Homework: Is it beneficial for young students?

NEW YORK — When fourth grader Judah Broshi gets home from school, he doesn't have to hit the books like most kids.

"Do you have homework today?"

"Nope," he said shaking his head.

That's because his New York City public school has banned mandatory homework for grades kindergarten through fourth.

Judah's mother, Robin Broshi, pushed for the policy change after seeing how much her son pushed back on doing the work.

"It started to become something that I spent a lot of time thinking about and obsessing about why I had to have this contentious relationship with my child about homework,"  she said.

Dr. Harris Cooper, a professor of Psychology and Neuroscience at Duke University, has been studying the benefits of homework for years and says doing away with it completely is not a good idea.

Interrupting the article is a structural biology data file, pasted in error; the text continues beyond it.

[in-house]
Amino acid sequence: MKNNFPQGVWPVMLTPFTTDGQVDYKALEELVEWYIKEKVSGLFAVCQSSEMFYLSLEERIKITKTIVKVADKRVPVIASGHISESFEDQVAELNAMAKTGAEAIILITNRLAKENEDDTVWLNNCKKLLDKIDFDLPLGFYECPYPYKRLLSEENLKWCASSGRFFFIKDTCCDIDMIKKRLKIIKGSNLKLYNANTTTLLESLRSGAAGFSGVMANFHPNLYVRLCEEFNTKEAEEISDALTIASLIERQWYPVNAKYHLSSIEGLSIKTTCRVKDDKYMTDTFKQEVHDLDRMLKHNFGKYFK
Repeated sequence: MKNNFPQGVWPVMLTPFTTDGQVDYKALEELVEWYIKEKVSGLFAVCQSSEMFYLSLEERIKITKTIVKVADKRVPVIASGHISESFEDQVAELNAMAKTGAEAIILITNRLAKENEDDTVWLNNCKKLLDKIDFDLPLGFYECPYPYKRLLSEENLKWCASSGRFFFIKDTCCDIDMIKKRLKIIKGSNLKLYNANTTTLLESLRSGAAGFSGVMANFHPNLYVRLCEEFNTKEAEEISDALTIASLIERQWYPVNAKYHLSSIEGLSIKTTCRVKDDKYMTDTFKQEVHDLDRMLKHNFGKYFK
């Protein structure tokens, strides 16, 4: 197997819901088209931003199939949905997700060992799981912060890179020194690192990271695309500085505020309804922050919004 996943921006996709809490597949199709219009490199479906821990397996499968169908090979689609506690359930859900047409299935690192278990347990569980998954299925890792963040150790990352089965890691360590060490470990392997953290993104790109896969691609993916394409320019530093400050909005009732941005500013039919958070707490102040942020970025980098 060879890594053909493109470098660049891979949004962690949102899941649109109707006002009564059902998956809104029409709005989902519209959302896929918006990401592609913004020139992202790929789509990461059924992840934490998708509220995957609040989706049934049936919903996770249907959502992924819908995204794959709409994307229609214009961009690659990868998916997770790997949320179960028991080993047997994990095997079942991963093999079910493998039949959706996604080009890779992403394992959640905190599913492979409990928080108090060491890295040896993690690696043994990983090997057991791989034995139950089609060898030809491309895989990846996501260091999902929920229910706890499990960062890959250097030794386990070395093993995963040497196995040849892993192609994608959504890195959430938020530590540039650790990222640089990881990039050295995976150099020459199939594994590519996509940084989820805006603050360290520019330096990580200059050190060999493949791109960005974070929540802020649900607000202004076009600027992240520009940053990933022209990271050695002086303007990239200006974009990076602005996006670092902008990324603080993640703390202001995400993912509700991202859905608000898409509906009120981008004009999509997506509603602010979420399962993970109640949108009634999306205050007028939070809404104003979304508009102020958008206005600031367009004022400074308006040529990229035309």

"Studies do show even small amounts of homework help kids do better on unit tests. But they also help to begin shape a child's time management skills, their organization," he told CBS News.

He also believes homework improves self-discipline and achievement, but cautions that moderation is key.

"Teachers have a rule that they call the ten minute rule. You take a child's grade and you multiply it by ten, and that's how much time students should be spending."

For Judah that would mean about 40 minutes of homework a night. His mother says the families should get to decide how to spend their time.

"There are people that want to do multiplication, flash cards with their kids – and they should, that's great. But it shouldn't be mandatory."

Judah's school does recommend that all students read about 30 minutes a night, something he does enjoy.

For kindergarten students, experts suggest occasional short, fun tasks parents and children can do together.